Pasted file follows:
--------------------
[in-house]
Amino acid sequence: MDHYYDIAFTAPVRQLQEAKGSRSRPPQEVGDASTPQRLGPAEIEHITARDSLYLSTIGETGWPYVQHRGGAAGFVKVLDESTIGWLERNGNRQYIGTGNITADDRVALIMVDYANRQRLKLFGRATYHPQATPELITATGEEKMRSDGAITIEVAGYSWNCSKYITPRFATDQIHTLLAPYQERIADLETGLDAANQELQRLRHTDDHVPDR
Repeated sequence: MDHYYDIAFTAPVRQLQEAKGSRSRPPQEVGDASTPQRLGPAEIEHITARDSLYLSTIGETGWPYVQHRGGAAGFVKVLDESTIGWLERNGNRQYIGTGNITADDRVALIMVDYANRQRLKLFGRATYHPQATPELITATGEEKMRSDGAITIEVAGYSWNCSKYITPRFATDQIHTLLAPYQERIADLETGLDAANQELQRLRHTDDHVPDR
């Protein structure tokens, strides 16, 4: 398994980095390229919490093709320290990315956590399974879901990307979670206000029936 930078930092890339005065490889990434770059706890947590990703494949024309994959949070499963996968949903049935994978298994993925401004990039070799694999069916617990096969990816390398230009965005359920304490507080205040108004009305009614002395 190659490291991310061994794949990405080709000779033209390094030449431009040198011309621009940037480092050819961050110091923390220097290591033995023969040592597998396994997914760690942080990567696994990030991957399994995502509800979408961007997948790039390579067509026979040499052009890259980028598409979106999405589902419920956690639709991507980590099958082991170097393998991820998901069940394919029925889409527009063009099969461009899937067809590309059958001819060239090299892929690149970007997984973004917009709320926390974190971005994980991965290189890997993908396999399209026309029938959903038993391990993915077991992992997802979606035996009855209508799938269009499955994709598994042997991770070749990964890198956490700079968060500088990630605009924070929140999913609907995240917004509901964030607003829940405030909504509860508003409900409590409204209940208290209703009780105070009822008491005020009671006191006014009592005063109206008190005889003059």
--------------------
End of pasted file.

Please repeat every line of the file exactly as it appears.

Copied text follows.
[in-house]
Amino acid sequence: MDHYYDIAFTAPVRQLQEAKGSRSRPPQEVGDASTPQRLGPAEIEHITARDSLYLSTIGETGWPYVQHRGGAAGFVKVLDESTIGWLERNGNRQYIGTGNITADDRVALIMVDYANRQRLKLFGRATYHPQATPELITATGEEKMRSDGAITIEVAGYSWNCSKYITPRFATDQIHTLLAPYQERIADLETGLDAANQELQRLRHTDDHVPDR
Repeated sequence: MDHYYDIAFTAPVRQLQEAKGSRSRPPQEVGDASTPQRLGPAEIEHITARDSLYLSTIGETGWPYVQHRGGAAGFVKVLDESTIGWLERNGNRQYIGTGNITADDRVALIMVDYANRQRLKLFGRATYHPQATPELITATGEEKMRSDGAITIEVAGYSWNCSKYITPRFATDQIHTLLAPYQERIADLETGLDAANQELQRLRHTDDHVPDR
């Protein structure tokens, strides 16, 4: 398994980095390229919490093709320290990315956590399974879901990307979670206000029936 930078930092890339005065490889990434770059706890947590990703494949024309994959949070499963996968949903049935994978298994993925401004990039070799694999069916617990096969990816390398230009965005359920304490507080205040108004009305009614002395 190659490291991310061994794949990405080709000779033209390094030449431009040198011309621009940037480092050819961050110091923390220097290591033995023969040592597998396994997914760690942080990567696994990030991957399994995502509800979408961007997948790039390579067509026979040499052009890259980028598409979106999405589902419920956690639709991507980590099958082991170097393998991820998901069940394919029925889409527009063009099969461009899937067809590309059958001819060239090299892929690149970007997984973004917009709320926390974190971005994980991965290189890997993908396999399209026309029938959903038993391990993915077991992992997802979606035996009855209508799938269009499955994709598994042997991770070749990964890198956490700079968060500088990630605009924070929140999913609907995240917004509901964030607003829940405030909504509860508003409900409590409204209940208290209703009780105070009822008491005020009671006191006014009592005063109206008190005889003059």